Save Your Writing


Dear Creative Ones,
While I was at the Oregon Coast Children’s Book Writers Workshop, agent, editors, and authors who were our instructors shared how they saved their files. At the bottom of this post, I will list the names of the people there. I am not going to direct quote anyone. Sometimes what we hear is not really what the person said. I’ll just tell you what I understood and what I learned, and what I think about it.

Drop Box http://www.dropbox.com/
Mozy Backup and Storage http://www.mozy.com/
2nd hard drive – Purchase an external hard drive: Seagate and Western Digital External Hard Drives, and Flash Drives
In the Clouds http://icloud.com/en

Here are two sites that review free online backup sites:
http://www.techsupportalert.com/content/best-free-online-backup-sites.htm
http://webworkerdaily.com/2009/11/17/your-office-in-the-clouds-the-best-online-virtual-desktops/

Idea Folder: Authors use hands-on folders to put newspaper clippings, photographs, ideas for new stories jotted down on napkins, etc.

They save story with date or version one.
Each time they open up the file, they change the name to different date and different version.
This way they can go back and retrieve something they took out, but now want to put it back in.
This way they can see how the story has improved from his beginning.
When they become famous, people will pay big bucks for these version files.

Many of the storage places have have automatic saving that you can set for a minute, five minutes, etc. It’s good to have this.

Some people have an online storage place and an external drive that they can take with them from place to place. There are flash drives that are the size of a key chain and can fit in your pocketbook.

Everyone suggested that after you’ve worked with a story, it’s a good idea to let it “hibernate, incubate, simmer, rest” in a treasured place for two weeks, six weeks or six months time. After a period of time, you are able to look at your story with new eyes. What you were holding onto desperately, you may be able to let go of to make your story better. You will have learned new skills that you can use to revise and revamp your story to fill it with awe-inspiring characters and plot.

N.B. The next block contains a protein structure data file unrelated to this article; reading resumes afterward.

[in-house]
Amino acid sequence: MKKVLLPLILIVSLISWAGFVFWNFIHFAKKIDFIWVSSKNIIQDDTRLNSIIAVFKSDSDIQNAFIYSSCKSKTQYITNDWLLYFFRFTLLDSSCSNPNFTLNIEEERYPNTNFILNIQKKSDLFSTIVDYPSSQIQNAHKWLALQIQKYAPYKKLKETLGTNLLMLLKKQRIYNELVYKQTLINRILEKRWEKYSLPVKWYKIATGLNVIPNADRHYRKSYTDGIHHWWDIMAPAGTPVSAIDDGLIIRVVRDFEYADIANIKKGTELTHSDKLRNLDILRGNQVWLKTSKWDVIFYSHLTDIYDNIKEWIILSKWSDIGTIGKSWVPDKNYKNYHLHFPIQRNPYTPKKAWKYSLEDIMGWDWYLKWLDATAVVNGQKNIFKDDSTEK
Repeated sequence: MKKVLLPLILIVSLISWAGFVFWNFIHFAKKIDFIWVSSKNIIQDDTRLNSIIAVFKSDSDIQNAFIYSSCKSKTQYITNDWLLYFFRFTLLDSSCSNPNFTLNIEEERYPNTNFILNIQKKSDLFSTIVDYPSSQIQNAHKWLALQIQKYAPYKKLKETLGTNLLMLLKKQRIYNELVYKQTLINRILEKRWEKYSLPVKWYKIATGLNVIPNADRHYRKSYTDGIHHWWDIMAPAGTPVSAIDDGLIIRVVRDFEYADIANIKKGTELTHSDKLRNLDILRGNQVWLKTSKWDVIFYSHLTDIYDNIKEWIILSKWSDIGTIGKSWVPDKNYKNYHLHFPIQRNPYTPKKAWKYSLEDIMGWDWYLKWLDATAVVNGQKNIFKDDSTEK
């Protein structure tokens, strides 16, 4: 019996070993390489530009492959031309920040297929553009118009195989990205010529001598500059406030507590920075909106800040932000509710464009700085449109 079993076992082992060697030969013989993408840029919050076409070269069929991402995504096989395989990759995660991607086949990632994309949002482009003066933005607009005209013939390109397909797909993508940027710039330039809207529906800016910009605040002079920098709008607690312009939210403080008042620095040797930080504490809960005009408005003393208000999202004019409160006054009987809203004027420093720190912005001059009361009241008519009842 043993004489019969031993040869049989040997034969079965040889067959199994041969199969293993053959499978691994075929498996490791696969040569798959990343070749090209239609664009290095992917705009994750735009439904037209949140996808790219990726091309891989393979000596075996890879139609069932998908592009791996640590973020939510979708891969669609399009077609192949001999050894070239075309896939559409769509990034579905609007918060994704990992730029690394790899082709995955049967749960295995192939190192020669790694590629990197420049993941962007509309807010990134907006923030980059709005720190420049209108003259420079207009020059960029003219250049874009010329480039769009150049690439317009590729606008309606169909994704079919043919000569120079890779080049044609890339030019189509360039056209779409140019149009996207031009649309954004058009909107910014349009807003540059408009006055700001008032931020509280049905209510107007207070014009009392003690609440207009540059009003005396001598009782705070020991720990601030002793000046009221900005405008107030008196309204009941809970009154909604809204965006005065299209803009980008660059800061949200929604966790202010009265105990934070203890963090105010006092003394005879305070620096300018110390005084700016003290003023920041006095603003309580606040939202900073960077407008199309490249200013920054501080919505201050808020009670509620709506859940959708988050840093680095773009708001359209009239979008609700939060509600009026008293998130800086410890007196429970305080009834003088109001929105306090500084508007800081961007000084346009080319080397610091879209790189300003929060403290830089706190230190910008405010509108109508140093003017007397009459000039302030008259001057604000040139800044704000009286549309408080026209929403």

Here are the people who were at the Oregon Coast Children’s Book Writers Workshop with me, July 12-16: http://www.occbww.com/instructors.htm David Greenberg, Eric Kimmel, Margriet Ruurs, Elizabeth Rusch, April Henry, Molly O’Neill, Harper Collins Children’s Books , Noa Wheeler, Henry Holt Books for Young Readers, Jennifer Laughran, Associate Agent with Andrea Brown Literary Agency. Guest speakers were: Pamela Smith Hill, Lisa Schroeder , and Rosanne Parry. As you can tell from my blog posts, I learned a bunch. I gained insights about my writing and how to improve it’s universal appeal and page turning plots.

I hope my words have inspired you to use the new technology to prevent a loss of your treasured words.

The sixth person to subscribe in the left hand column (Where it says: Sign Me Up Here) to my blog after May 12th will receive a free paperback copy of my book, Flip Flap Floodle. Flip is a little duck who believes his song will save him from Mr. Fox…and it does with a little help from his Mother and pepper.

Be sure and leave a comment, ask a question, or make a statement. I love hearing from you.

Happy Living and Writing!
Never Give Up
Joan Y. Edwards
http://www.joanyedwards.com/FlipFlapFloodle.htm

Copyright 2010 Joan Y. Edwards. All rights reserved.

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2 Responses

  1. Thanks for sharing lots of options for storing your writing.

    Linda A.

    Like

    • Dear Linda, You’re very welcome. Thanks for reading and leaving a comment.

      Have a Flip Flap Floodle Day!

      Joan Y. Edwards http://www.joanyedwards.com/FlipFlapFloodle.htm

      Like

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